There have been, and are at present, quite a number of one-legged performers before the public. A very popular turn on the American variety stage at the present time is that given by Jack Joyce, a young dancer who lost a leg while fighting with the British forces during the war. Joyce dances in most nimble fashion, both with and without a crutch, and one of his items is a fox-trot danced with a lady partner! In England, a turn that has long been popular is that of Conway and Leland - "The Merry Monopedes" - two male performers who, despite the fact that each has lost a leg, manage to do a great many things that would prove extremely difficult for normal two-legged individuals. It is rather as acrobats and jumpers than as dancers that they excel, but as clever one-legged performers they can quite conveniently be included in this brief survey. A somewhat similar performance is given by the Bistrews, two one-legged French ex-soldiers, who appeared quite recently at the Coliseum and Alhambra Theatres; and another one-legged team, appearing on the halls throughout the country, call themselves the Donatos, no doubt after the famous one-legged dancer mentioned above.
Just before the war, one of the most highly-paid and most remarkable contortion acts in American vaudeville was that given by a very beautiful and magnificently formed women whose right leg was completely absent from the trunk. The present writer can vouch for the fact, as he himself saw the lady; and the curious thing was that nobody in the vast and appreciative audience appeared to find anything displeasing in the fact. Rather the contrary. The artist appeared in the usual regulation silk tights worn by all acrobats, a costume that, of course, made only too obvious the complete absence of the missing leg, but she appeared quite unconcerned at this frank exhibition of her deficiency, and certainly seemed to suffer little handicap from her loss.
On her single her balance leg was perfect - the result, of long practice - and she moved about the stage whenever necessary, quite easily and, in fact, gracefully, employing either a rapid toe-and-heel shuffle or a long, easy hop, and she presented a very clever and very difficult routine of contortionist tricks with absolute neatness and precision. One of her tricks was a backward bend from the waist, in which, supported only by her single leg, she bent downwards and backwards until she was able, not only to grip her ankle with both hands, but to lift her head and smile at the audience from beneath her bent body! She used no crutches throughout the whole of the act, and at the close she took all her calls, which were many, by simply hopping on and off the stage in response to the continued applause.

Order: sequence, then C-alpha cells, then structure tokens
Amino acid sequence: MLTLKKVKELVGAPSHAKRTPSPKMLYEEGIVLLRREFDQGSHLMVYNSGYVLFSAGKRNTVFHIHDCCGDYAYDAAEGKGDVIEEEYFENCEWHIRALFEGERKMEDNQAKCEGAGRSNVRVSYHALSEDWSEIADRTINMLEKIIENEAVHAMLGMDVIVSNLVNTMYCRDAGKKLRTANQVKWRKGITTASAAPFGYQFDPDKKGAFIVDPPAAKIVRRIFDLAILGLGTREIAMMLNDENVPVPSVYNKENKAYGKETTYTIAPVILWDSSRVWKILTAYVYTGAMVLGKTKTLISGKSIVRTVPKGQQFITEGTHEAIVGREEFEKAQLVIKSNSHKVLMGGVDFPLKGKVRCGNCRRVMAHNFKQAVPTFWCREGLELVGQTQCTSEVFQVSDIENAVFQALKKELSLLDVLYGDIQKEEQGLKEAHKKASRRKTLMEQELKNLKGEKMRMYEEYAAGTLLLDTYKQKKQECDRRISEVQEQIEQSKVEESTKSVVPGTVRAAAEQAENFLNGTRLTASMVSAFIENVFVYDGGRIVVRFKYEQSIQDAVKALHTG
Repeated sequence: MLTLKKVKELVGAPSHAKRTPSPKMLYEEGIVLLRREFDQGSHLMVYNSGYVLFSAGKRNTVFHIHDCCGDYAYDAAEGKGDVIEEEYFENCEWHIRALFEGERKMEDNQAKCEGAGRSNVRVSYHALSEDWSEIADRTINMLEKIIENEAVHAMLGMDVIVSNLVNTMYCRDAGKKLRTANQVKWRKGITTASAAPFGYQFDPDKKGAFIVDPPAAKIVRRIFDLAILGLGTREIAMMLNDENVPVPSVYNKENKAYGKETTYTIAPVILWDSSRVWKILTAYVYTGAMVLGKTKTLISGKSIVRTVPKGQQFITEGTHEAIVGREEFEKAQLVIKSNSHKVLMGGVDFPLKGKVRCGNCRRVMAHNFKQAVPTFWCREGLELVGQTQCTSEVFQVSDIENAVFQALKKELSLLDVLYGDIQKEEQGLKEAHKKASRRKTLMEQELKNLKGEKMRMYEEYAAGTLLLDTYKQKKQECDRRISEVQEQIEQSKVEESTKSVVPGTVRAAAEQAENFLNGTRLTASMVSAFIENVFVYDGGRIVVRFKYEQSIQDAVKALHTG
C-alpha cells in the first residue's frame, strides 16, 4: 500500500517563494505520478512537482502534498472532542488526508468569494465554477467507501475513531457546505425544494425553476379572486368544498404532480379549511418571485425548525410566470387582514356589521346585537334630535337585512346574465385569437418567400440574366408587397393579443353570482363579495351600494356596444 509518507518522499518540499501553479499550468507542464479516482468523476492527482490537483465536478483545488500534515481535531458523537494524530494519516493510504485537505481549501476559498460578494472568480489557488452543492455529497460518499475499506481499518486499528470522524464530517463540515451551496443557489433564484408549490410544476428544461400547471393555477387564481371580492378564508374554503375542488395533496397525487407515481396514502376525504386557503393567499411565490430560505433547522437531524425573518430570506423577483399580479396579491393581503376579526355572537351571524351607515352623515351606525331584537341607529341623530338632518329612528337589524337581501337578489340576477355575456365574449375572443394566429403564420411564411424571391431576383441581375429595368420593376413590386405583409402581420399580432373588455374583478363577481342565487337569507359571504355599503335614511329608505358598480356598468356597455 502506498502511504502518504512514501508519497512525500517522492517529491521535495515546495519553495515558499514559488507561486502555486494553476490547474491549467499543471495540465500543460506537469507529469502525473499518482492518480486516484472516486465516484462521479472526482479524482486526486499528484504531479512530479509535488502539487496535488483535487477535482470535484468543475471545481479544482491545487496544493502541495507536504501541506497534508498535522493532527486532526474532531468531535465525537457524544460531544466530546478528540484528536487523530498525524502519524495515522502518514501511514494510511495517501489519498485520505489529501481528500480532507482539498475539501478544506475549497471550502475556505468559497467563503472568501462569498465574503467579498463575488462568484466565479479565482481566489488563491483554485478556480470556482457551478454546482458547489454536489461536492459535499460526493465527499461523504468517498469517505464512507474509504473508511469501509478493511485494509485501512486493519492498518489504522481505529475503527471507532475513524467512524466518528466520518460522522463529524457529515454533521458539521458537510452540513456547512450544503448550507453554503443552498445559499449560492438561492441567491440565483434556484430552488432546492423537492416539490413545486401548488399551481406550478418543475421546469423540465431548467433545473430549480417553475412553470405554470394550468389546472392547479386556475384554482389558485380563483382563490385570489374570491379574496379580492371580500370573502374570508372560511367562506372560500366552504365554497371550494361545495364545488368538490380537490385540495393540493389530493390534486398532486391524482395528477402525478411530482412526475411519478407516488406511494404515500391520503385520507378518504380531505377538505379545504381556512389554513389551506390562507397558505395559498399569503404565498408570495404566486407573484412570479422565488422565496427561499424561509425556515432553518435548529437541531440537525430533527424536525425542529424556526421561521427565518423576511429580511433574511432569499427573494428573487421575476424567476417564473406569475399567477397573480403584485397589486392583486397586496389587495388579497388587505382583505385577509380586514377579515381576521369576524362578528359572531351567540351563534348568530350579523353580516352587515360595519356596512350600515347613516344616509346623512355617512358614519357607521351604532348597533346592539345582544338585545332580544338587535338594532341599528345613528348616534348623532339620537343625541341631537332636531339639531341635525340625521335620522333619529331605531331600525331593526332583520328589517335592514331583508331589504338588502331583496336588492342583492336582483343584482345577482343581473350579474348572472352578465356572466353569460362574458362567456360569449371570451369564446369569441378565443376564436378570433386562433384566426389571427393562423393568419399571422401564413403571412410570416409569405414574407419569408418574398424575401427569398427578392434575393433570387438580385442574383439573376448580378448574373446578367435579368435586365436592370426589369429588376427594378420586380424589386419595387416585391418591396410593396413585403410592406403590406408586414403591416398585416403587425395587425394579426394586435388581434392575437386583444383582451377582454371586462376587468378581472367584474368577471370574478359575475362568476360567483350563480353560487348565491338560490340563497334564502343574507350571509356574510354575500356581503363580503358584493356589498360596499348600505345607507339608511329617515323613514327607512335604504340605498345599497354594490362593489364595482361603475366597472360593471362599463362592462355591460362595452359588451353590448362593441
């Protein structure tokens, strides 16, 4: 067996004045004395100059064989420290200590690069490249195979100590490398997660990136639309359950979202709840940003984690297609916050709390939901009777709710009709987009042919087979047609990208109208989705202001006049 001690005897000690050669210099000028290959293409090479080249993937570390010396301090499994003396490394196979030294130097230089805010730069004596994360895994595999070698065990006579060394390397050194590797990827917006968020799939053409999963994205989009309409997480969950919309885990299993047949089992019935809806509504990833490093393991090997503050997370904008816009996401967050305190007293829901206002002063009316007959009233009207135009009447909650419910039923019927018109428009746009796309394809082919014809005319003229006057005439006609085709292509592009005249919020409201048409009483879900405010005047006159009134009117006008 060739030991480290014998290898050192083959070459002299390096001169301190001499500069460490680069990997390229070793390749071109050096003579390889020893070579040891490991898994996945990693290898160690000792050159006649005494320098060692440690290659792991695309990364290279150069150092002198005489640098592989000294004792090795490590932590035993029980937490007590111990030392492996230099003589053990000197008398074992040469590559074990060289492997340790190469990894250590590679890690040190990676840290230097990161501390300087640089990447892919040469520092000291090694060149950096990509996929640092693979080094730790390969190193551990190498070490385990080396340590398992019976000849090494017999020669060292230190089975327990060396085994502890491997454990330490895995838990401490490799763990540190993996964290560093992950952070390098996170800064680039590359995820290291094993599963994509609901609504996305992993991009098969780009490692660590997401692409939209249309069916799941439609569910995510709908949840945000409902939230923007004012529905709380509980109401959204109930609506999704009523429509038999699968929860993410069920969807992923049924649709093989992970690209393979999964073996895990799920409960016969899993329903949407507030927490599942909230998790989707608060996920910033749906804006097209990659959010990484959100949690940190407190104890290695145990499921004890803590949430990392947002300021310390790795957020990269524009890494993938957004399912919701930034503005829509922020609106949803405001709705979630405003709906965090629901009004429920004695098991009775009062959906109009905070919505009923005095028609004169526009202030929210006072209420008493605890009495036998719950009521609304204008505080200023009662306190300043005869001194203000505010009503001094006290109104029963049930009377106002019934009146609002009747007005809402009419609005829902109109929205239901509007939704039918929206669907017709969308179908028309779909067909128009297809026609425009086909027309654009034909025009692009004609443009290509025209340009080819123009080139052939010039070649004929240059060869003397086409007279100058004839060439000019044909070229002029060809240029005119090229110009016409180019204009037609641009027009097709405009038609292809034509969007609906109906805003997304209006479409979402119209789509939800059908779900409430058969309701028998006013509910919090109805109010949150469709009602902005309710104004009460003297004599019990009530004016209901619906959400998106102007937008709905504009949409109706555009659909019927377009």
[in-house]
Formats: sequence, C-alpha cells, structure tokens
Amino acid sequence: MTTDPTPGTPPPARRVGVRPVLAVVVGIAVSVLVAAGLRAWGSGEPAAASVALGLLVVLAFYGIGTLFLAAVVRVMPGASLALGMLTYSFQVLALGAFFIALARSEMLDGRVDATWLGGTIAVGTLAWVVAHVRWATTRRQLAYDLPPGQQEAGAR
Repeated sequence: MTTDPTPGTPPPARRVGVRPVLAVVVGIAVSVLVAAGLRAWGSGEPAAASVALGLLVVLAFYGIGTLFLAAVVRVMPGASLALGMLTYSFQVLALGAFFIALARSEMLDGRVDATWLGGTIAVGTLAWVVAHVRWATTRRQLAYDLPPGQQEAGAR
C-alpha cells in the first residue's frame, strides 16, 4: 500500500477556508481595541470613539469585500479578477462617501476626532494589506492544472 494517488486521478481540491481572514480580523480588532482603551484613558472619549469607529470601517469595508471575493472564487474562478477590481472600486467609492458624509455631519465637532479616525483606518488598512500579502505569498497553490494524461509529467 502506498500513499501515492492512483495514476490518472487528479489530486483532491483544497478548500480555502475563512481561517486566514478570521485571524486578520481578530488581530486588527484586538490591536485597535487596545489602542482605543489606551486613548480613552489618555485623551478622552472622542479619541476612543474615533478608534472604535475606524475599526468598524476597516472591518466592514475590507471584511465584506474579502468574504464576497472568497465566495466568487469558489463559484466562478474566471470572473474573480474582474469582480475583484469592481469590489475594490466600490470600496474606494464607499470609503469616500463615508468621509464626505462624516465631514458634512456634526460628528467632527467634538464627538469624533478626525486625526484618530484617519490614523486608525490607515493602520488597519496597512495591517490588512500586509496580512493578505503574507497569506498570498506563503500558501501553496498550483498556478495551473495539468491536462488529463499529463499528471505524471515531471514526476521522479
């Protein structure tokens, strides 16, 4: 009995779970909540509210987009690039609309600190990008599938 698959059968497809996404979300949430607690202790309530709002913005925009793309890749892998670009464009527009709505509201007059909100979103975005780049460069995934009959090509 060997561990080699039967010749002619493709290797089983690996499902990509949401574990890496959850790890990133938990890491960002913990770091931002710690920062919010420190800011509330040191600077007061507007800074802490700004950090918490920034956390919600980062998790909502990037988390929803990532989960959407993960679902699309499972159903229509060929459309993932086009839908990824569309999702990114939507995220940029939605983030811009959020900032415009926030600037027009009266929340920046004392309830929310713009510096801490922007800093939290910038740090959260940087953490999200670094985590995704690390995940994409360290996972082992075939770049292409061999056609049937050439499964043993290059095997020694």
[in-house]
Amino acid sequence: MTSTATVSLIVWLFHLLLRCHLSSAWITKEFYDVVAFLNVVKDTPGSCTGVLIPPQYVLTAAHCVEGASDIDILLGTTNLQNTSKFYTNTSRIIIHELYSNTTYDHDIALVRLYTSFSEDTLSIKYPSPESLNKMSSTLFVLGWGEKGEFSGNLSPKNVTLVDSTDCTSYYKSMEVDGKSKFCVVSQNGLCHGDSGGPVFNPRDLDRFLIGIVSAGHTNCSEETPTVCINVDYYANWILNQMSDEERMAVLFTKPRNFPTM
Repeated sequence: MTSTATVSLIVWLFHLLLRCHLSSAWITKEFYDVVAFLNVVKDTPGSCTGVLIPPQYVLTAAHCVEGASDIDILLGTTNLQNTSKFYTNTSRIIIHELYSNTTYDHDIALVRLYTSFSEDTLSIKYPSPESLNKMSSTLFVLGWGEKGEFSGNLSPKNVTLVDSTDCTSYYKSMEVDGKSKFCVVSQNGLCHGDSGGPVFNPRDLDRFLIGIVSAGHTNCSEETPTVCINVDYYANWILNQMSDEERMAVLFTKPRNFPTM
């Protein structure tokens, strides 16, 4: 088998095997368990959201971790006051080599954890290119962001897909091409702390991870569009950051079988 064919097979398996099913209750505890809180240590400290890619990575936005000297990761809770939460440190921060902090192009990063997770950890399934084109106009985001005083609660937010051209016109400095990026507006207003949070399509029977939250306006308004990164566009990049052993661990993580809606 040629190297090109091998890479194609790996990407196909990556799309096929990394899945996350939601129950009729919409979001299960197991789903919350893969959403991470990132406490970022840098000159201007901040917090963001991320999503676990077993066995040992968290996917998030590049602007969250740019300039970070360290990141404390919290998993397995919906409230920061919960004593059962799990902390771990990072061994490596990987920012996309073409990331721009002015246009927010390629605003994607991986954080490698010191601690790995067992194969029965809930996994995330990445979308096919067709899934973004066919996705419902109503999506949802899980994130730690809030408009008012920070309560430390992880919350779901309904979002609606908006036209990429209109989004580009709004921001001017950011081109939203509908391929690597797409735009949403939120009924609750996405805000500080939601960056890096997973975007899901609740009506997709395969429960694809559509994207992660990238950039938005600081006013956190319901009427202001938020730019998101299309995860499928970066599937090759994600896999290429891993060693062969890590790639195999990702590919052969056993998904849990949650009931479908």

The many "freak" dancing acts to be seen at private and exclusive night cabaret in Berlin, one of the most sensational is that provided by a beautiful one-legged girl who, in the scantiest of clothing, presents a remarkable series of dances before extremely appreciative audiences. Her dances are mainly of the posing variety, many of them with the leg and foot bare, and she is assisted throughout by a male partner, upon whom she depends a good deal foe support. In the case of this girl, the fact that she is one-legged seems rather a queer kind of asset than otherwise, taken, no doubt, in conjunction with her great beauty. She is seen everywhere - at Society functions, well- known cafes and cabarets, etc. - always clad in most fashionable and daring gowns, her leg usually stockingless, a slim, high heeled sandal slipper that is little more than a sole and a few straps, on her foot and supported by a pair of slender crutches that are as ornate and dainty as it is possible for such things to be. And always she has her court of admirers who, apparently, are in no way repelled by the fact that this beautiful girl is so pathetically crippled by the absence of a lower limb. She certainly seems to have discovered that the loss of her leg, far from proving a handicap, has indeed helped her to gain a bizarre kind of fame of which she seems to be quite pardonably proud.